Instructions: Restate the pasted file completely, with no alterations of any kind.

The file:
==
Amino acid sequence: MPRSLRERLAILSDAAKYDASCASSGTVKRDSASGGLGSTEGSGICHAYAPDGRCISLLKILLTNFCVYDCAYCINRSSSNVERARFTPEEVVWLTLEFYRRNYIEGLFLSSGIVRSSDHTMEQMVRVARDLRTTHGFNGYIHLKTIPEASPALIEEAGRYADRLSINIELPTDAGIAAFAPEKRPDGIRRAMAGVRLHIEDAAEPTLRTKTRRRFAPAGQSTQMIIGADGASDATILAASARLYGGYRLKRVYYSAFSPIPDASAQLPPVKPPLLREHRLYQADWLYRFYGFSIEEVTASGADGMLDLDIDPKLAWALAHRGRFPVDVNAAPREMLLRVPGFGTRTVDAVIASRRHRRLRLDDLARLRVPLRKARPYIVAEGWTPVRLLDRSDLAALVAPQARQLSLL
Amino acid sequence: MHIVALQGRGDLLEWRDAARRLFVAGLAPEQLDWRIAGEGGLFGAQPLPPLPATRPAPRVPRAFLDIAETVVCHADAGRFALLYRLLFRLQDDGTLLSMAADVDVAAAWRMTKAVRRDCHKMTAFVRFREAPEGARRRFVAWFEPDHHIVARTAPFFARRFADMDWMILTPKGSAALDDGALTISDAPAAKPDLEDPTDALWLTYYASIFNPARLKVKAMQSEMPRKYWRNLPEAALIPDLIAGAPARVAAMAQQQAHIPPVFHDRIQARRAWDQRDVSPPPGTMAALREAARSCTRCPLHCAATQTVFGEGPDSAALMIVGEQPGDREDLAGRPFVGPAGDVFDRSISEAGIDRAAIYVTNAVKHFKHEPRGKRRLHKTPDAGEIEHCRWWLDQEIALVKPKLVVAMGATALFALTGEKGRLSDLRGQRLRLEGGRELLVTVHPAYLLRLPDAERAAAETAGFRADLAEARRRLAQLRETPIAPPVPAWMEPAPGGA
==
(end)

Amino acid sequence: MPRSLRERLAILSDAAKYDASCASSGTVKRDSASGGLGSTEGSGICHAYAPDGRCISLLKILLTNFCVYDCAYCINRSSSNVERARFTPEEVVWLTLEFYRRNYIEGLFLSSGIVRSSDHTMEQMVRVARDLRTTHGFNGYIHLKTIPEASPALIEEAGRYADRLSINIELPTDAGIAAFAPEKRPDGIRRAMAGVRLHIEDAAEPTLRTKTRRRFAPAGQSTQMIIGADGASDATILAASARLYGGYRLKRVYYSAFSPIPDASAQLPPVKPPLLREHRLYQADWLYRFYGFSIEEVTASGADGMLDLDIDPKLAWALAHRGRFPVDVNAAPREMLLRVPGFGTRTVDAVIASRRHRRLRLDDLARLRVPLRKARPYIVAEGWTPVRLLDRSDLAALVAPQARQLSLL
Amino acid sequence: MHIVALQGRGDLLEWRDAARRLFVAGLAPEQLDWRIAGEGGLFGAQPLPPLPATRPAPRVPRAFLDIAETVVCHADAGRFALLYRLLFRLQDDGTLLSMAADVDVAAAWRMTKAVRRDCHKMTAFVRFREAPEGARRRFVAWFEPDHHIVARTAPFFARRFADMDWMILTPKGSAALDDGALTISDAPAAKPDLEDPTDALWLTYYASIFNPARLKVKAMQSEMPRKYWRNLPEAALIPDLIAGAPARVAAMAQQQAHIPPVFHDRIQARRAWDQRDVSPPPGTMAALREAARSCTRCPLHCAATQTVFGEGPDSAALMIVGEQPGDREDLAGRPFVGPAGDVFDRSISEAGIDRAAIYVTNAVKHFKHEPRGKRRLHKTPDAGEIEHCRWWLDQEIALVKPKLVVAMGATALFALTGEKGRLSDLRGQRLRLEGGRELLVTVHPAYLLRLPDAERAAAETAGFRADLAEARRRLAQLRETPIAPPVPAWMEPAPGGA